Luckily, when you have damaged or missing teeth you have options on how to treat them. You could opt for a bridge or crown to fix chipped or damaged teeth, or you could have either partial or full dentures made. You do have another option: dental implants.
What types of dental implants are there? Should you get them or stick to dentures or a bridge? The answer lies in your preference and how healthy your gums are.
What Are Endosteal Implants?
The first type of implant is called Endosteal implants. These implants are surgically placed into the jawbone itself. This is done if you have enough jawbone to support the posts of the implants. The dentist will wait until your gums have healed after placing the implant's supports and will then attach the posts to the implant.
Once that has a chance to heal, an artificial tooth or multiple teeth will be attached to the post. If you require multiple teeth, a bridge or denture fixture will be used. If you have a single tooth, it will be attached to the post directly.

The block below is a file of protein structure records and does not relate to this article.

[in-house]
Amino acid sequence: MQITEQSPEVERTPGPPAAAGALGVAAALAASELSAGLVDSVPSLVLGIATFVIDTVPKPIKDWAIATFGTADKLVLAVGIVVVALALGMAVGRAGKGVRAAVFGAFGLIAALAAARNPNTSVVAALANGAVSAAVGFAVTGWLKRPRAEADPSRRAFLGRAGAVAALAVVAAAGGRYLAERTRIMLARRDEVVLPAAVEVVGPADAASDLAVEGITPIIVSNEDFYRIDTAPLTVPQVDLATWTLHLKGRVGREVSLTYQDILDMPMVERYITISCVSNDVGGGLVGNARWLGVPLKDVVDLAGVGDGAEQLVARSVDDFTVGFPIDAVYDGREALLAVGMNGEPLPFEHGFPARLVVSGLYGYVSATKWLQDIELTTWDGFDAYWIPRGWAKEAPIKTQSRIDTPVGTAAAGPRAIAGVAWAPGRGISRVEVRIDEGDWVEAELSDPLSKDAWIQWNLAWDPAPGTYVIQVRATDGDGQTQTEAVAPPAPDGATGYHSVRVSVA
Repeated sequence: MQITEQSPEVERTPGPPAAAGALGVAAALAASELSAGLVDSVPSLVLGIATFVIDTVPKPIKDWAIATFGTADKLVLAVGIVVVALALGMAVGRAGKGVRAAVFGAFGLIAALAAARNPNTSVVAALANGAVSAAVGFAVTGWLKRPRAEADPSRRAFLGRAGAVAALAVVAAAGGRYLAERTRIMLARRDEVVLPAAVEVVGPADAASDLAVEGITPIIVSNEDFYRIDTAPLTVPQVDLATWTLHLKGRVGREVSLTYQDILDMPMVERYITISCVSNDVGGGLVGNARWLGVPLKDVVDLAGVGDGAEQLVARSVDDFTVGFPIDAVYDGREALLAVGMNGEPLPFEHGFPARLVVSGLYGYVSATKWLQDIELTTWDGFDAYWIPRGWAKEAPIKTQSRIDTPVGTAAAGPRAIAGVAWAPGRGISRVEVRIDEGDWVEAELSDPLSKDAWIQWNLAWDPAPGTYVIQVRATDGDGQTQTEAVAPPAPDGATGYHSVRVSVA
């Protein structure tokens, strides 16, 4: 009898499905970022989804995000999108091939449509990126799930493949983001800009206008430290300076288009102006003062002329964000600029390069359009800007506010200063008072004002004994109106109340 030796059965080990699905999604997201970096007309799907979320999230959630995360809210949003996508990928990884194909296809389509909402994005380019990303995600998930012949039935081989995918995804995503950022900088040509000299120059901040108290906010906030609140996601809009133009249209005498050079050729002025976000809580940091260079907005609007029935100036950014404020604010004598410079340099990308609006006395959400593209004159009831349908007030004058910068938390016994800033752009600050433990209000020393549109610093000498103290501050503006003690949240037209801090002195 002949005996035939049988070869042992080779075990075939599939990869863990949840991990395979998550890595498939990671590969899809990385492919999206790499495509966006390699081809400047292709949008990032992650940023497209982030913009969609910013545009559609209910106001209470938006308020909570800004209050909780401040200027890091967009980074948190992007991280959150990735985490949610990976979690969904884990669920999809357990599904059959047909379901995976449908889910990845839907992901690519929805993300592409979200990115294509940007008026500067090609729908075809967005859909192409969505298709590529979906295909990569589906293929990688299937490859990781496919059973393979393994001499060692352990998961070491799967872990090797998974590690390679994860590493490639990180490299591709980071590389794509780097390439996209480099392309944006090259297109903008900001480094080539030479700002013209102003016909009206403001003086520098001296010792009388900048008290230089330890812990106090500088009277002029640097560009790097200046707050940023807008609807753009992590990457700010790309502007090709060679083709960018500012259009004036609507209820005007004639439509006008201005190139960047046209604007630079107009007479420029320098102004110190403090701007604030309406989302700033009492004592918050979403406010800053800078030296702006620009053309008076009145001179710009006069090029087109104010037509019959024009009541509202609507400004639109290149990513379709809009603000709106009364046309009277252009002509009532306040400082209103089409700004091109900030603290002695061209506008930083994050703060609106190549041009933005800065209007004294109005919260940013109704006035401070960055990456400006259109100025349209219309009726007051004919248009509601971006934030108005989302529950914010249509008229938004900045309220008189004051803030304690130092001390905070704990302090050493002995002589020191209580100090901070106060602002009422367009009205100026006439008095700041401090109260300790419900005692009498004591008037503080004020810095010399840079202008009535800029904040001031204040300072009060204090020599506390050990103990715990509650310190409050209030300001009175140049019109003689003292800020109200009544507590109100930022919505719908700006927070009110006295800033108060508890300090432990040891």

What Are Subperiosteal Implants?
The second type of dental implant you have the option of is Subperiosteal implants. This type of implant has a metal frame–not unlike braces—that is fitted to your jawbone just under the surface of your gum tissue. When your gums heal, this frame will fix itself to your jawbone creating security.
The dentist will then attach posts to the frame that will come through your gums. Once your gums heal, artificial teeth will be attached to those posts.
Should You Get Implants?
Implants tend to be more secure and create a better chewing environment and comfortable fit than dentures or bridges do.
Dentures can shift and even fall out of place while chewing or talking. They may need to be fitted several times before they are correct and will eventually need to be replaced.
Bridges must rely on surrounding teeth for stability. Typically they are attached to the neighboring teeth to anchor them in place and provide security. This can damage the teeth around the bridge creating more of a problem than you had before.
Implants, in contrast, don't need to rely on neighboring teeth to anchor them in place and they don't shift when you eat or talk. They tend to have a longer lifespan than dentures as well. In order for you to be able to have dental implants, however, your gums must be healthy and your jawbone must have enough density in the bone to attach the posts. Talk to a dentist to see if dental implant services are right for you.Share